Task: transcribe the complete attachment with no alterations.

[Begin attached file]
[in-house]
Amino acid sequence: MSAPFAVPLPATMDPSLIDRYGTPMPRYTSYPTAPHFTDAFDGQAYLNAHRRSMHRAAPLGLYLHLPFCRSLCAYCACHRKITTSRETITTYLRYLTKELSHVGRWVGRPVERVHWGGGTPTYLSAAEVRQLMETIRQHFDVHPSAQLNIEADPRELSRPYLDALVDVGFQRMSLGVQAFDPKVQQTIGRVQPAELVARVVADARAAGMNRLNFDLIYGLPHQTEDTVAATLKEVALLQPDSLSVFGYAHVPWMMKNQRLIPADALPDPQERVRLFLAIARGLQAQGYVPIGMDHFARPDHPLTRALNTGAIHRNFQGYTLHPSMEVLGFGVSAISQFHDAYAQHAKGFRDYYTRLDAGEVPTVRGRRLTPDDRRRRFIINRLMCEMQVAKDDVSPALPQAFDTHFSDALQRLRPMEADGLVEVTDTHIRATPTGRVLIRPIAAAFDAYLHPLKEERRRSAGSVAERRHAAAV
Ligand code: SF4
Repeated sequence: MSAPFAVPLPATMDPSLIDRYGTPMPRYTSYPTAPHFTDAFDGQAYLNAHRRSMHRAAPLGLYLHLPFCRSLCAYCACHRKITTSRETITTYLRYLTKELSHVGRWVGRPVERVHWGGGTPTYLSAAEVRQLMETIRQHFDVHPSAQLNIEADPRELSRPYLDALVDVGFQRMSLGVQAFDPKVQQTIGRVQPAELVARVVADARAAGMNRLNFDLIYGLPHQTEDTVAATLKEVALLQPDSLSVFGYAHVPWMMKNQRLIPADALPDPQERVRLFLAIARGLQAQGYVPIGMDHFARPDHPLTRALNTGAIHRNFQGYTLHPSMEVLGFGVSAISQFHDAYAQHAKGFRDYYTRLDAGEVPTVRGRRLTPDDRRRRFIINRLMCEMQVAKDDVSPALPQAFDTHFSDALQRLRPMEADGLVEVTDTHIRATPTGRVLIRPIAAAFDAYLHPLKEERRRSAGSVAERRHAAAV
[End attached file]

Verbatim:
[in-house]
Amino acid sequence: MSAPFAVPLPATMDPSLIDRYGTPMPRYTSYPTAPHFTDAFDGQAYLNAHRRSMHRAAPLGLYLHLPFCRSLCAYCACHRKITTSRETITTYLRYLTKELSHVGRWVGRPVERVHWGGGTPTYLSAAEVRQLMETIRQHFDVHPSAQLNIEADPRELSRPYLDALVDVGFQRMSLGVQAFDPKVQQTIGRVQPAELVARVVADARAAGMNRLNFDLIYGLPHQTEDTVAATLKEVALLQPDSLSVFGYAHVPWMMKNQRLIPADALPDPQERVRLFLAIARGLQAQGYVPIGMDHFARPDHPLTRALNTGAIHRNFQGYTLHPSMEVLGFGVSAISQFHDAYAQHAKGFRDYYTRLDAGEVPTVRGRRLTPDDRRRRFIINRLMCEMQVAKDDVSPALPQAFDTHFSDALQRLRPMEADGLVEVTDTHIRATPTGRVLIRPIAAAFDAYLHPLKEERRRSAGSVAERRHAAAV
Ligand code: SF4
Repeated sequence: MSAPFAVPLPATMDPSLIDRYGTPMPRYTSYPTAPHFTDAFDGQAYLNAHRRSMHRAAPLGLYLHLPFCRSLCAYCACHRKITTSRETITTYLRYLTKELSHVGRWVGRPVERVHWGGGTPTYLSAAEVRQLMETIRQHFDVHPSAQLNIEADPRELSRPYLDALVDVGFQRMSLGVQAFDPKVQQTIGRVQPAELVARVVADARAAGMNRLNFDLIYGLPHQTEDTVAATLKEVALLQPDSLSVFGYAHVPWMMKNQRLIPADALPDPQERVRLFLAIARGLQAQGYVPIGMDHFARPDHPLTRALNTGAIHRNFQGYTLHPSMEVLGFGVSAISQFHDAYAQHAKGFRDYYTRLDAGEVPTVRGRRLTPDDRRRRFIINRLMCEMQVAKDDVSPALPQAFDTHFSDALQRLRPMEADGLVEVTDTHIRATPTGRVLIRPIAAAFDAYLHPLKEERRRSAGSVAERRHAAAV